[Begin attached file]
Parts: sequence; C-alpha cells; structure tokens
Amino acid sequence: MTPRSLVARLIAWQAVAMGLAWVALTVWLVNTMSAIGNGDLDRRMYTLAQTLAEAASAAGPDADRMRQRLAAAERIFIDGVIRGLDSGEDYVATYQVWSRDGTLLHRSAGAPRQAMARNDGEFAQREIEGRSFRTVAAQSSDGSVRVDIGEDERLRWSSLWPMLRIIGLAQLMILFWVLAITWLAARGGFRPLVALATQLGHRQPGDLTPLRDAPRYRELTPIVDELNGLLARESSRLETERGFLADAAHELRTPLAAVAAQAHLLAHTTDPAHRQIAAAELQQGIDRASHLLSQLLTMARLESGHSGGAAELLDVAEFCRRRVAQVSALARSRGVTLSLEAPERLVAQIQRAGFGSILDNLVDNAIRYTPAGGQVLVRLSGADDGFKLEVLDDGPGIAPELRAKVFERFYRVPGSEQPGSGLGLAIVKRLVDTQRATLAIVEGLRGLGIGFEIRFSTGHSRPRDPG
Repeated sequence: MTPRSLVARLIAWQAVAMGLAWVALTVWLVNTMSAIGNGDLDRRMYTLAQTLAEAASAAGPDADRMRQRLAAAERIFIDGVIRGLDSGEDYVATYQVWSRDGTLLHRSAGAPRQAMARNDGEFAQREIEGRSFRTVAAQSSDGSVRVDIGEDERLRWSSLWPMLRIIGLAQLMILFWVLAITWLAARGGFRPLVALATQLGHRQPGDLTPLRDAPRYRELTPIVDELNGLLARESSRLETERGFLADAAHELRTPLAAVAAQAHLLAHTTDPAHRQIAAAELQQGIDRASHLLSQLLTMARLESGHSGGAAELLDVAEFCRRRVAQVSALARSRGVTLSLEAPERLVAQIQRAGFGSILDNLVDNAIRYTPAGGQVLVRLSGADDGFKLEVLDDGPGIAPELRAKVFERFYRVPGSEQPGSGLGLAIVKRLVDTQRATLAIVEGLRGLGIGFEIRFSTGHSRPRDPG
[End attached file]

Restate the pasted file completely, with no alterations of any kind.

Parts: sequence; C-alpha cells; structure tokens
Amino acid sequence: MTPRSLVARLIAWQAVAMGLAWVALTVWLVNTMSAIGNGDLDRRMYTLAQTLAEAASAAGPDADRMRQRLAAAERIFIDGVIRGLDSGEDYVATYQVWSRDGTLLHRSAGAPRQAMARNDGEFAQREIEGRSFRTVAAQSSDGSVRVDIGEDERLRWSSLWPMLRIIGLAQLMILFWVLAITWLAARGGFRPLVALATQLGHRQPGDLTPLRDAPRYRELTPIVDELNGLLARESSRLETERGFLADAAHELRTPLAAVAAQAHLLAHTTDPAHRQIAAAELQQGIDRASHLLSQLLTMARLESGHSGGAAELLDVAEFCRRRVAQVSALARSRGVTLSLEAPERLVAQIQRAGFGSILDNLVDNAIRYTPAGGQVLVRLSGADDGFKLEVLDDGPGIAPELRAKVFERFYRVPGSEQPGSGLGLAIVKRLVDTQRATLAIVEGLRGLGIGFEIRFSTGHSRPRDPG
Repeated sequence: MTPRSLVARLIAWQAVAMGLAWVALTVWLVNTMSAIGNGDLDRRMYTLAQTLAEAASAAGPDADRMRQRLAAAERIFIDGVIRGLDSGEDYVATYQVWSRDGTLLHRSAGAPRQAMARNDGEFAQREIEGRSFRTVAAQSSDGSVRVDIGEDERLRWSSLWPMLRIIGLAQLMILFWVLAITWLAARGGFRPLVALATQLGHRQPGDLTPLRDAPRYRELTPIVDELNGLLARESSRLETERGFLADAAHELRTPLAAVAAQAHLLAHTTDPAHRQIAAAELQQGIDRASHLLSQLLTMARLESGHSGGAAELLDVAEFCRRRVAQVSALARSRGVTLSLEAPERLVAQIQRAGFGSILDNLVDNAIRYTPAGGQVLVRLSGADDGFKLEVLDDGPGIAPELRAKVFERFYRVPGSEQPGSGLGLAIVKRLVDTQRATLAIVEGLRGLGIGFEIRFSTGHSRPRDPG